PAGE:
Hope Central born as churches merge

March 5, 2010
By

John Ruch


Photo by J. Conlon The Hope Central Church Singers celebrate the merger of the former Central Congregational Church and Hope Church at a Feb. 28 union ceremony.

SUMNER HILL—The new Hope Central Church took over a historic church at 85-87 Seaverns Ave. this week, as one of Jamaica Plain’s oldest Christian congregations merged with one of its newest.

Central Congregational Church, which was founded in JP nearly 160 years ago and built the church building at Seaverns and Elm Street, merged with the 8-year-old Hope Church, a progressive church that has long shared the worship space.

The merger came from “a real sense that God was putting us together,” said Hope Central’s interim pastor, Rev. Wendy Miller Olapade. The two congregations joined on Feb. 28 in a “holy union service…like a wedding,” she said.

The newly combined congregation has about 130 members. Miller Olapade was the interim pastor of Hope Church. Rev. Michael McSherry, the pastor at Central Congregational for the past four years, is moving on to another church, according to Miller Olapade. McSherry did not return a Gazette phone call for this article.

The church is well-known for hosting community arts and music events, which will continue and probably expand, including possible joint concert programming with the nearby St. John’s Episcopal Church.

“That’s part of the DNA of JP,” said Miller Olapade of the arts programming.

Other uses also will remain the same, including the Mosaic School preschool and the commuter parking lot across the street. The Hispanic Community Church of Boston will continue worshipping at the church as well.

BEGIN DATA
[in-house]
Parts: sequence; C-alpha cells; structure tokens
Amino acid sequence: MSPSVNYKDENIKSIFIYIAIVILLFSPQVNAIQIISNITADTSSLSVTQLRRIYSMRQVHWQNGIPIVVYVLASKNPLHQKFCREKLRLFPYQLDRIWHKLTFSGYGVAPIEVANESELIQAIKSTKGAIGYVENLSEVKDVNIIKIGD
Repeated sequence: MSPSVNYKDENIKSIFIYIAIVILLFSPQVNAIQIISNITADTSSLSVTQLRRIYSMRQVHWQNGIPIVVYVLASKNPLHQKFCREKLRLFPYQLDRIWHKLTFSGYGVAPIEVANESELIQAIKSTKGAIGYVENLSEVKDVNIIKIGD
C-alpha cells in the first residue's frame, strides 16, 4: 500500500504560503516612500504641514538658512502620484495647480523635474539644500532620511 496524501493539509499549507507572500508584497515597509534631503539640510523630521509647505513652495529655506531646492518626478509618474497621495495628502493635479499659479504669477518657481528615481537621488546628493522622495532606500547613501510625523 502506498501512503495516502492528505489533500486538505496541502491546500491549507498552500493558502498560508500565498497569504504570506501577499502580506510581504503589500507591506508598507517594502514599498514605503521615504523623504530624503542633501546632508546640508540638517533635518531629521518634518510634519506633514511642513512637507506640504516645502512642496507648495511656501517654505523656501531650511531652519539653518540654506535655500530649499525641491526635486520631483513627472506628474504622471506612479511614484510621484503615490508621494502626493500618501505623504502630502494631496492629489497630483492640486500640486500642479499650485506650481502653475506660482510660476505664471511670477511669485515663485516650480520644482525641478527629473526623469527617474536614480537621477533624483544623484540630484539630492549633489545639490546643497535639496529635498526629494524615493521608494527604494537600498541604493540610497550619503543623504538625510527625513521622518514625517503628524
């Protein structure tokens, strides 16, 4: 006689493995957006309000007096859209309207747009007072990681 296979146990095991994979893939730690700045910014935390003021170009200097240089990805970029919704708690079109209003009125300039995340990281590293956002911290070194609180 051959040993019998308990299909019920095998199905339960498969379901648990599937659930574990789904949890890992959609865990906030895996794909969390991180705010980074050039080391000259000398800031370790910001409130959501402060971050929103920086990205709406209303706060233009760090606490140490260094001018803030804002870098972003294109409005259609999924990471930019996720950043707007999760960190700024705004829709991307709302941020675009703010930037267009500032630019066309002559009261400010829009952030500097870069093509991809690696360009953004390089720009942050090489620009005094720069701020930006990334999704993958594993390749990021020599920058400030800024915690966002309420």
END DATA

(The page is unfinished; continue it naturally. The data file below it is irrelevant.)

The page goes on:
Central Congregational had ongoing problems with building expenses and a shrinking congregation. Meanwhile, Hope Church had been growing.

“They had shrunk to the point they couldn’t do some of the exciting ministries they want to do,” said Miller Olapade of Central Congregational. “They were looking at their truth and realized they were ready to do something radical to continue to be an affirming, progressive church.”

“In my view, the Holy Spirit moved them to see the possibility of resurrection,” said Miller Olapade.

Maintaining the church building had been one of Central Congregational’s challenges, and Hope Church has never owned its own building before. Taking the leap “brought anxiety” to Hope Church, said Miller Olapade, adding that the building has some solid sources of income in the school and parking lot.

“We have a saying at Hope Church that we’ve been building the airplane while flying it,” she said.

Central Congregational, a United Church of Christ (UCC) affiliate, was founded in 1853. Its original church was at Centre Street and Greenough Avenue, where an apartment building now stands, according to the Jamaica Plain Historical Society. Central Congregational later moved to Seaverns Avenue, where its church building was later destroyed by fire. The current church is the one rebuilt after the fire in 1935.

Hope Church was founded in Roslindale in 2002 as an affiliate of the UCC and the Christian Church (Disciples of Christ) by Liz and Matthew Myer Boulton. Liz Myer Boulton is now ministering elsewhere, while Matthew Myer Boulton is teaching at Harvard Divinity School.

Hope Church moved to JP in 2004, when it first shared the church building with Central Congregational. Hope Church then returned to Roslindale, only to return to the Central Congregational space in recent years.

Hope Central will retain Hope Church’s founding principles of addressing “people who may have been hurt by the church” and being an “open and affirming congregation” for anyone, said Miller Olapade. She described the church as having a “funky, edgy, hip” approach and a “high-energy, modern style of worship.”

Hope Central is part of what is known as the “emerging church” movement. Miller Olapade described it as “based more in things bubbling up from the community” rather than a tradition-based approach of, “‘Here’s the way we always did it,’ and a big book of worship plopped down on people.”

Hope Central is still in the process of searching for a permanent pastor, which can take years. Miller Olapade has served as Hope’s interim pastor for about a year-and-a-half.

For more information about the church, see its web site at www.HopeBoston.org.